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The Talking Head

Thursday, September 29, 2016

The Talking Head, Jim Laney

Next Generation Science

This week our Middle and High School science teachers are heavily engaged in planning and preparation for teaching a new science curriculum. The National Science Teachers Association (NSTA) and the National Science Foundation (NSF) have developed new standards and resources called the “Next Generation Science Standards” (NGSS). These standards provide a balanced focus on the content of science and the practices of real scientists. They are directly in line with our use of Inquiry as a model for instruction at ICS.

We all know that teaching content is less critical than it was when we attended school. Then, all we needed to know could be found in a good recent textbook. Now, what we know is changing too rapidly for only using traditional textbooks. Content is still important, but we have to identify the really critical pieces of content that students need…there’s just too much and we keep adding more every year.

The NGSS also identifies specific practices that are critical in science and engineering. These practices are embedded in assessment and in curriculum planning. The eight practices of science and engineering that the NGSS framework identifies as essential are:

  1. Asking questions (for science) and defining problems (for engineering) 

  2. Developing and using models 

  3. Planning and carrying out investigations 

  4. Analyzing and interpreting data 

  5. Using mathematics and computational thinking 

  6. Constructing explanations (for science) and designing solutions (for engineering) 

  7. Engaging in argument from evidence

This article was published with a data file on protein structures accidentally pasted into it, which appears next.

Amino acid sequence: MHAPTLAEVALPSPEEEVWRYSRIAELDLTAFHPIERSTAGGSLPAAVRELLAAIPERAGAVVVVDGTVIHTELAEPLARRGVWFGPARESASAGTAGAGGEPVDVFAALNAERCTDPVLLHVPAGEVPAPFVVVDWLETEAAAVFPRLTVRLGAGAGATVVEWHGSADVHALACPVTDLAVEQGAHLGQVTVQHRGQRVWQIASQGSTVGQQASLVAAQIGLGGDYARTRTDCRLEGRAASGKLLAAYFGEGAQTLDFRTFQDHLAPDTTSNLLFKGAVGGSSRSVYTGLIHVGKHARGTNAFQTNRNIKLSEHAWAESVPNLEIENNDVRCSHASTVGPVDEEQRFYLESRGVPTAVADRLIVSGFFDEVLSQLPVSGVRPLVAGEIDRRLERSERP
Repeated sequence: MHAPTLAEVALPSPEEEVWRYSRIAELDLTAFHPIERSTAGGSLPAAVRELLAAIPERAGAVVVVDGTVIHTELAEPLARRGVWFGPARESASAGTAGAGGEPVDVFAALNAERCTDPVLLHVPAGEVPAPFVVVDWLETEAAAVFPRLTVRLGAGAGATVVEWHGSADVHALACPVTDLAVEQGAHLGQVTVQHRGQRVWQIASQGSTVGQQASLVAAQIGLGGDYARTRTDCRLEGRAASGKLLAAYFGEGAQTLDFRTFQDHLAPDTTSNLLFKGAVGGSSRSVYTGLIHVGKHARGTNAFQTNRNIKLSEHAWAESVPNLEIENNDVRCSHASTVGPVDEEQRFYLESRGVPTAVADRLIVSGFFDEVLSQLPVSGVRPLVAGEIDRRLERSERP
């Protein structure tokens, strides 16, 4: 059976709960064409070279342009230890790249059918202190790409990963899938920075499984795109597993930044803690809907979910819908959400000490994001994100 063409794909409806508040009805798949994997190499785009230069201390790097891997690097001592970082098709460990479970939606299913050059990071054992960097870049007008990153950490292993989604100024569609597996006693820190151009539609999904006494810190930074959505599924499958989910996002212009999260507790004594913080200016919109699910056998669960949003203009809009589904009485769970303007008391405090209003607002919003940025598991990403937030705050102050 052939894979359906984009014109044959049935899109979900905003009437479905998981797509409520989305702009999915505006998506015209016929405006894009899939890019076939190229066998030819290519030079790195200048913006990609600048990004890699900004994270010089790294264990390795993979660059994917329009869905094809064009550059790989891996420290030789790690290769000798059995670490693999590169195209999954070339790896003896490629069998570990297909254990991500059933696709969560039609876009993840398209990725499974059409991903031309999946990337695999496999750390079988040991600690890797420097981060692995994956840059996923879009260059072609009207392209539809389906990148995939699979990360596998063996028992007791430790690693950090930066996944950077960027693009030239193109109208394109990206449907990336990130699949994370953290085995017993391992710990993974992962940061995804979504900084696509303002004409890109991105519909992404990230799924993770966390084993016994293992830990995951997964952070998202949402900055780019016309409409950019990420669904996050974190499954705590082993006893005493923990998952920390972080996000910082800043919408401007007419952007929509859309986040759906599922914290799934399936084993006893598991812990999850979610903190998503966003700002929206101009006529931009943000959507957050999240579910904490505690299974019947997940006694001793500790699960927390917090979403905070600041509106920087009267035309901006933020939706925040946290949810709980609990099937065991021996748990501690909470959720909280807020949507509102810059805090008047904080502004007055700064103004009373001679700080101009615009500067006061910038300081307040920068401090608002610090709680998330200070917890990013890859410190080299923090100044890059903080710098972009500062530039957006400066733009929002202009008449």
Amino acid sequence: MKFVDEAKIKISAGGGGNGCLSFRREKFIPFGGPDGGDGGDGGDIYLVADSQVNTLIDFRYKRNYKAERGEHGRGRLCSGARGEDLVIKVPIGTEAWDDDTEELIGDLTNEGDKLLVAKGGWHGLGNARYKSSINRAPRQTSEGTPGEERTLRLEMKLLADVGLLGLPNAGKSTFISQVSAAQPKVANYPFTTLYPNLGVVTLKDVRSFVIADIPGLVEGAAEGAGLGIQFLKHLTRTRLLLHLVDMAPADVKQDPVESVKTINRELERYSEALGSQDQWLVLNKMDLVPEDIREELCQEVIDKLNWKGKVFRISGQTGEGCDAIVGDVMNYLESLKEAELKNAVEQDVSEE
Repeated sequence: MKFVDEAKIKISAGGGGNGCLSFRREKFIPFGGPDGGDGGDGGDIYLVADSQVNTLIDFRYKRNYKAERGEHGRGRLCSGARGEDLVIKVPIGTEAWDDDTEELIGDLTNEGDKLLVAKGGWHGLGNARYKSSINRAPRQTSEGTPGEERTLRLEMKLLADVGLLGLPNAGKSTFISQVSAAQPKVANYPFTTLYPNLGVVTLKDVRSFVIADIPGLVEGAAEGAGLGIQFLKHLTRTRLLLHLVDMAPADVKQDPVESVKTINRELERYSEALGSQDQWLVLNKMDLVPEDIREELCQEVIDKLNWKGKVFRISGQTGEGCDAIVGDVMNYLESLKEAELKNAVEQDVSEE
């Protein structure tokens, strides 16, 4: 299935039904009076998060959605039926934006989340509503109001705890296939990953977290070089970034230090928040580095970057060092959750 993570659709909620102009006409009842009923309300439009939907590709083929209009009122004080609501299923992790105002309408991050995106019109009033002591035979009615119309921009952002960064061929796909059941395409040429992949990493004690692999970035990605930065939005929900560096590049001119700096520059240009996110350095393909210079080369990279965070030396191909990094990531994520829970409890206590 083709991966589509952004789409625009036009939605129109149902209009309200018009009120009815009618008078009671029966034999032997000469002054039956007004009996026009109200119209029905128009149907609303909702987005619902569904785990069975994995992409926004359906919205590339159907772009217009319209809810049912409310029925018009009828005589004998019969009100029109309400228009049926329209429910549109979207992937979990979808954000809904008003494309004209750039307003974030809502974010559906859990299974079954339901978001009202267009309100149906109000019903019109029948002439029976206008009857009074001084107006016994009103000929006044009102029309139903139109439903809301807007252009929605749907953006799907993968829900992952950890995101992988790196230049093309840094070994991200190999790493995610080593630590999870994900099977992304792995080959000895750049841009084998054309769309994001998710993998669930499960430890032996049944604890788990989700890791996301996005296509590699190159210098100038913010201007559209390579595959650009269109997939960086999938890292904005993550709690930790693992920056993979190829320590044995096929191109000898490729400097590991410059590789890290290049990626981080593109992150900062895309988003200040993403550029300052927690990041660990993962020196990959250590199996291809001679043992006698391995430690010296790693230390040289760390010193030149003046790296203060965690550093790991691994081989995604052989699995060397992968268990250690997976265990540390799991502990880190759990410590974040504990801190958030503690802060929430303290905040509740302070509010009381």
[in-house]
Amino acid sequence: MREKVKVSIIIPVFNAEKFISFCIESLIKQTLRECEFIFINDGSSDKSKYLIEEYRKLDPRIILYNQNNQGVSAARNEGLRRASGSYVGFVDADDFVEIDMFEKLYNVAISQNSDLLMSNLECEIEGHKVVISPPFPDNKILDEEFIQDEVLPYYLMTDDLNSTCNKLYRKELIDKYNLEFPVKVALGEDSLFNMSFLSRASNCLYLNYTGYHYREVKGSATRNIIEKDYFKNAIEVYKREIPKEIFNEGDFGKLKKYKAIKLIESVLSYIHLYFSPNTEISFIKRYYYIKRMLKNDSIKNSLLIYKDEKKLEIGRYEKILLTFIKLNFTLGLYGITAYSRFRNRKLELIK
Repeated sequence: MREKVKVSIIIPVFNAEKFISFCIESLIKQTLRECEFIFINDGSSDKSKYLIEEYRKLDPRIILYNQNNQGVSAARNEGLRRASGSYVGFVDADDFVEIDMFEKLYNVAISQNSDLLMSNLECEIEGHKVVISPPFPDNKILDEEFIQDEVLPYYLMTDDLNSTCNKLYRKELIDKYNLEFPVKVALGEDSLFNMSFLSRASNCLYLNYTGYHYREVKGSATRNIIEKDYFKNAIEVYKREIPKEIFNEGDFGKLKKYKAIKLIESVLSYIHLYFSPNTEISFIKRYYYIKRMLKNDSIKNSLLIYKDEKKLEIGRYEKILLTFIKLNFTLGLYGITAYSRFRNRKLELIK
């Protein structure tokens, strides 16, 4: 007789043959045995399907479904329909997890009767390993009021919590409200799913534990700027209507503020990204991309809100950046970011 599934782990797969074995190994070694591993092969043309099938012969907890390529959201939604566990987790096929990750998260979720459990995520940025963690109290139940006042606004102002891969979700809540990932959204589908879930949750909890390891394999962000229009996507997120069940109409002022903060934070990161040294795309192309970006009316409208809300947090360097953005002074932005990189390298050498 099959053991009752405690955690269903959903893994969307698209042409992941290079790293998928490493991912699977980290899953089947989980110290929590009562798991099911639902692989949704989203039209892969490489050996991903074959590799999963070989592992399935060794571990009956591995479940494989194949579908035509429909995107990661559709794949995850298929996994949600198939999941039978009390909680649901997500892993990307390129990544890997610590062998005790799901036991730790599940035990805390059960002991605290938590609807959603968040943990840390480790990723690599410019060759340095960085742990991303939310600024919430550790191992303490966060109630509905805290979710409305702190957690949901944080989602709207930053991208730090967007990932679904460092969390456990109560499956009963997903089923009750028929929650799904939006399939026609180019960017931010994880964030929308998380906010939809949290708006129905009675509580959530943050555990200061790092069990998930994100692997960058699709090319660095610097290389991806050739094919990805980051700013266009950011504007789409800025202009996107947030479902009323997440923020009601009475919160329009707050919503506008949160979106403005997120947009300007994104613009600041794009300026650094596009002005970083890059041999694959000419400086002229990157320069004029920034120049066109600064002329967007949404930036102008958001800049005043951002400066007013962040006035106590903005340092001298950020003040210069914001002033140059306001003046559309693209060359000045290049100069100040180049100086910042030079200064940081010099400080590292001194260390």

8. Obtaining, evaluating, and communicating information 


I think we’d all agree we want our students—our children—learning these practices.

Science consultant Paul Andersen is working with our teachers again this year on developing and adjusting our courses to include the content and practices that the NGSS asks for. You can learn more about the NGSS and Paul Andersen from these sources:

Twitter: @paulandersen, @OfficialNGSS and #NGSS

Youtube: Bozeman Science (Paul Andersen’s Youtube Channel, with 475,000 followers!)  ttps://www.youtube.com/channel/UCEik-U3T6u6JA0XiHLbNbOw

Websites: the NGSS website at http://ngss.nsta.org/

 

United We Dance!

Please join us for a special celebration of Ethiopian music and dancing on Friday night at 7:00 PM. The evening is entitled “United We Dance.”

Temesgen’s Cultural Group was created nine years ago to teach under-privileged children Ethiopian cultural dancing. The group has gained a respectful reputation through its performances on both the national and international stage. Last year, TCG was selected to represent Ethiopia at the India-African Summit in New Delhi. They also performed for President Barack Obama at the National Palace on his first visit to Ethiopia in 2015.

Temesgen’s Cultural Group is coming to us with the support of ICS Addis alumnus, Saron Mechale. Saron graduated in 2013 and is a student at Brown University in New Jersey. Saron has been working with TCG this year, and she says, “’United We Dance’ includes themes of unity, love and peace for Africa, and the world at large. In a world that is plagued by division through race, religion, ethnicity, and identity, I believe in the importance of realizing we have more similarities that unite us than we have differences that divide us.”